In this paper, we propose to combine the technique of phase-locked loop and the use of a LiNbO3 MZ intensity modulator to construct an OE-PLL type clock recovery unit. The successful operation of the OE-PLL clock recovery is demonstrated by extracting a highly stable residue jitter free 10GHz baseline clock from the 80Gb/s input RZ signal.
2. Principle of operation
The schematic of the proposed PLL circuit is illustrated by Fig. 1. The basic principle of the clock recovery is similar to that of  and can be briefly explained as follows. In order to extract the baseline clock (the 10GHz sub-harmonic from a 80Gb/s input OTDM data stream), the cross-correlation between the locally generated baseline clock and the input OTDM data needs to be carried out. In this work, we use a LiNbO3 MZ intensity modulator to realize this function. To improve the performance of the PLL and help to identify the phase error signal, similar to , offset-locking technique is used. As shown in Fig. 1, Δf is the offset frequency. The offset frequency Δf is chosen to be 2.5MHz in order to center 8Δf around 20MHz which is the center frequency of the band-pass filter used here for 80Gb/s clock recovery. The Δf offset signal is split into two arms. The right arm is frequency multiplied by 8 and is used as the local reference signal while the left arm is sent to the modulation port of a single side band (SSB) modulator. The purpose of the SSB modulator is to modulate the output of a 10GHz VCO signal and produce a sum frequency at 10GHz+Δf. This generated sum frequency signal at 10GHz+Δf is then amplified to high power and applied to the RF modulation port of a 10GHz LiNbO3 MZ intensity modulator. The optical input port of the LiNbO3 MZ intensity modulator takes the 80Gb/s input optical data, and if properly biased at the correct nonlinear region, the modulator will then act as a highly efficient OE mixer. Briefly, although the gating RF signal is modulated at 10GHz+ Δf, due to the strong nonlinearty of the modulator transfer function, there will be a Fourier component at 8(10GHz+Δf) for the gating signal. The 80Gb/s component of the input OTDM signal sees the 8(10GHz+Δf) gate component and produces a 8Δf difference frequency as the beat signal. This beat signal at 8Δf therefore carries the cross-correlation information and is applied to the RF port of a low speed double-balanced phase detector. The LO port of the phase detector takes the 8 Δf reference signal which is previously generated by the frequency doubling processes. The output of the phase detector is filtered out and sent back to the VCO frequency tuning port. This closes the loop. When the loop is closed and the input data rate falls in the locking range, clock recovery can then be achieved.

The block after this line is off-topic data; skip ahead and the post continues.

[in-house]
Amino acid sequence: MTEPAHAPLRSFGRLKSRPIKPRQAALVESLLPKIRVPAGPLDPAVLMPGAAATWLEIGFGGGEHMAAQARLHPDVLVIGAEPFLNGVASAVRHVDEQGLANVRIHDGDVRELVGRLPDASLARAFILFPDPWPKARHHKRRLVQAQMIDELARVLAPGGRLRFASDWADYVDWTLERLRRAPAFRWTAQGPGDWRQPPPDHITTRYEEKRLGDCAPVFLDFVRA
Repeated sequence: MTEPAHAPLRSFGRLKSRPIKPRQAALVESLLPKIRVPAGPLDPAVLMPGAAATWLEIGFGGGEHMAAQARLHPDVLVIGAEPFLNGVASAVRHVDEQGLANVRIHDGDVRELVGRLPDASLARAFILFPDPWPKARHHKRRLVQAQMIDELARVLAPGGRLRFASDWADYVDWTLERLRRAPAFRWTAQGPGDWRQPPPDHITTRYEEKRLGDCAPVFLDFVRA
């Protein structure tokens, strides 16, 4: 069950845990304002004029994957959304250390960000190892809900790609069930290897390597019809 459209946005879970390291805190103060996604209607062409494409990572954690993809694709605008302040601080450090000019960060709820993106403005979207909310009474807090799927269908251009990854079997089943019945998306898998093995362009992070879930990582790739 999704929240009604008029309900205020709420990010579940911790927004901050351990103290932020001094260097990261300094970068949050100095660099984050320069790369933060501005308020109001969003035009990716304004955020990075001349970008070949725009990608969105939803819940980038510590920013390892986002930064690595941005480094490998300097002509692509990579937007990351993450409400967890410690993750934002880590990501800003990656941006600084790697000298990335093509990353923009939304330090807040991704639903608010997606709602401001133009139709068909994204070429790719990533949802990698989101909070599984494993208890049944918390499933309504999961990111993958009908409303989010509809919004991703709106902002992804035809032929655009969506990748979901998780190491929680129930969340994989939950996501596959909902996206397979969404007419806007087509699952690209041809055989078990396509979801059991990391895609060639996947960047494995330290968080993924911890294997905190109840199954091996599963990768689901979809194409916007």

3. Experimental results